Confusing Greek methodology

What makes science interesting & exciting is that reasoning about the invisible reality is always fraught with danger

Dr Asad Zaman May 15, 2016
The writer is vice-chancellor of the Pakistan Institute of Development Economics. He holds a PhD in Economics from Stanford University

A well-known historian and philosopher of science, Pierre Duhem reflects the typical Eurocentric attitude: “There is no Arabian science. The wise men of Mohammedanism were … faithful disciples of the Greeks, [and] … destitute of all originality.” It is amazing how prejudice can blind historians to the vast original Islamic contributions to mathematics, medicine, chemistry, optics, astronomy, as well as a wide range of technological developments. In contrast, Briffault, in The Making of Humanity, writes “The experimental method of Arabs was, by Bacon’s time, widespread … throughout Europe. Science is the most momentous contribution of Arab civilisation to the modern world.” Our focus in this op-ed is not on the injustice, but on the misunderstanding of science that results partly from minimising Muslim contributions.

By a strange paradox, while the accomplishments of modern science are bright as the sun, philosophical attempts to understand the nature of science and the scientific method remind us of the parable of the blind men and the elephant. Different schools of thought contend with each other, and each school has a fragment of the truth, but there is no coherent overall picture, and massive confusion prevails. Pre-Islamic Greek science was based on axioms and logic, much like Euclid’s geometry. The radical innovation of the Muslims was to drop axioms, deductive logic and thought experiments, and base science directly on observations and real experiments. Euro-centric accounts omit this chain of transmission of knowledge — an internet biography states: “Bacon took up Aristotelian ideas, arguing for an empirical, inductive approach, known as the scientific method, which is the foundation of modern scientific inquiry.”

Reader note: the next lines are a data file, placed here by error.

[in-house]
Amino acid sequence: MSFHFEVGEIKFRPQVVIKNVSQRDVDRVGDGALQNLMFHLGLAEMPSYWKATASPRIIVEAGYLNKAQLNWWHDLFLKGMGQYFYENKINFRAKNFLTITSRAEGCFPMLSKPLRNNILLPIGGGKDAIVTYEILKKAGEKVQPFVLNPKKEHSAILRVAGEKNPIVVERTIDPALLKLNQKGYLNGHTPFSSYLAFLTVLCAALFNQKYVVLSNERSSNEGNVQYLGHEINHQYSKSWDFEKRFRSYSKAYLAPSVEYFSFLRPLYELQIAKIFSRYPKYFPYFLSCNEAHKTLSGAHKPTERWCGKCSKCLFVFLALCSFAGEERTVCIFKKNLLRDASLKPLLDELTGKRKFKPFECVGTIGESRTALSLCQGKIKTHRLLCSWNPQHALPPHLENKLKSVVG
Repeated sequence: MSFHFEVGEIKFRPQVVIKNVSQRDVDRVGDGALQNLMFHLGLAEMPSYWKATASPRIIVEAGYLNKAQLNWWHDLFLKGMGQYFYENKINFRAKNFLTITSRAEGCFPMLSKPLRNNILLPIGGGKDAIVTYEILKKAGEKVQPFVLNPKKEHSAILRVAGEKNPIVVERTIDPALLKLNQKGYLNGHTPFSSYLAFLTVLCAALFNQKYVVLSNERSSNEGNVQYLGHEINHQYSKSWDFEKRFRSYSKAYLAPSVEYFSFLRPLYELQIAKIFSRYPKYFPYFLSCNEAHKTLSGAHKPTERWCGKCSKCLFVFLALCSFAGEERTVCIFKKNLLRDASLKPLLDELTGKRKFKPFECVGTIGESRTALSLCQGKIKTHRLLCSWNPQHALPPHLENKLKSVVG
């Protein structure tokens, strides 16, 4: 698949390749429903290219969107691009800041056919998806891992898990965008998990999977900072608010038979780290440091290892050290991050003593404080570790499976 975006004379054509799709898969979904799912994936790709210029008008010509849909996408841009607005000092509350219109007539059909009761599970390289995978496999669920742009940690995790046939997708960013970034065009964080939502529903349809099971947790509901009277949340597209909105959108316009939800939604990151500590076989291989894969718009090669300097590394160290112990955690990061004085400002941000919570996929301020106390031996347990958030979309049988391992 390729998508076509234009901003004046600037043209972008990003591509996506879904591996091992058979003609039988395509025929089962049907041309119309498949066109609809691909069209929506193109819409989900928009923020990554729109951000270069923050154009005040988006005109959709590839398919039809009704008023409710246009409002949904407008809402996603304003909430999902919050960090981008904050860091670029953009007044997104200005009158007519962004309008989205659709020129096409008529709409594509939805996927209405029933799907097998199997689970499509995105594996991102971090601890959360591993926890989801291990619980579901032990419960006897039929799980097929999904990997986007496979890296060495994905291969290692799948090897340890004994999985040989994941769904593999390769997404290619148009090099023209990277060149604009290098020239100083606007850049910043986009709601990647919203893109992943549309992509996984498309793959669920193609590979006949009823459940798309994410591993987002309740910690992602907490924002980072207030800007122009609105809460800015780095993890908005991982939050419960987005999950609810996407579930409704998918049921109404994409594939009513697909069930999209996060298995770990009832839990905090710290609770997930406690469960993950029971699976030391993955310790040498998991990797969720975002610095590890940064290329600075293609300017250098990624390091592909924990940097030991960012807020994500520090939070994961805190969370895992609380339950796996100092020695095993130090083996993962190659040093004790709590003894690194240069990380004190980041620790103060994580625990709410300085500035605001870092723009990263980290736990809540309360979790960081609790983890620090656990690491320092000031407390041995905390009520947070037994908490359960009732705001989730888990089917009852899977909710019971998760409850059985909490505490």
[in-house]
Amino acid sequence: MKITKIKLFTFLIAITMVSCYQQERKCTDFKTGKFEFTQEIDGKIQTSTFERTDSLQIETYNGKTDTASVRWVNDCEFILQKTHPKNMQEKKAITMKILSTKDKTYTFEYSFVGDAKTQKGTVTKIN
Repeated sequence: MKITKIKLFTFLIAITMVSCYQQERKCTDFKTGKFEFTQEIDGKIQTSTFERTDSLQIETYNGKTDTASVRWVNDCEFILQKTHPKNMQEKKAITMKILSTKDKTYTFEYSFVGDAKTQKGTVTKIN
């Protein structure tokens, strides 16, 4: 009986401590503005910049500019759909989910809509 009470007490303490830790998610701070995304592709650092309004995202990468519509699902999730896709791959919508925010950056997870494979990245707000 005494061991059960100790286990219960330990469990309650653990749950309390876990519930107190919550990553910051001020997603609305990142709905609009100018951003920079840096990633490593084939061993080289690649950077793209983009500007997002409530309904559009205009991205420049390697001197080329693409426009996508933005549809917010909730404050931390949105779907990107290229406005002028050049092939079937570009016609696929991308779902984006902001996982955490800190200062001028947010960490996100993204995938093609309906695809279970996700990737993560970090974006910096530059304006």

In fact, most propositions of Greek science were later proven to be false. Bacon actually opposed Aristotelian ideas, arguing strongly in favour of the observations and experimentation that were part of Islamic science. However, Bacon missed the crucial importance of the formulation and testing of hypotheses, which is a core scientific activity. In early 20th century, the logical positivists added to the Baconian mistake by asserting that facts and observations were enough by themselves; there was no need of hypotheses. Both Bacon and the Positivists missed a vital component of scientific activity. Science is founded on careful observations, but reaches beyond them to arrive at the hidden reality which drives the observations. The proverbial apple of Newton provides a perfect illustration of this aspect of science. Science involves going beyond the falling apple to see the invisible force of gravity, which was responsible for this fall. Centuries before Copernicus, Abu Raihan al-Biruni hypothesised that the earth goes around the sun and used precise geographical measurements to deduce the existence of an unobserved continent, later discovered by Columbus.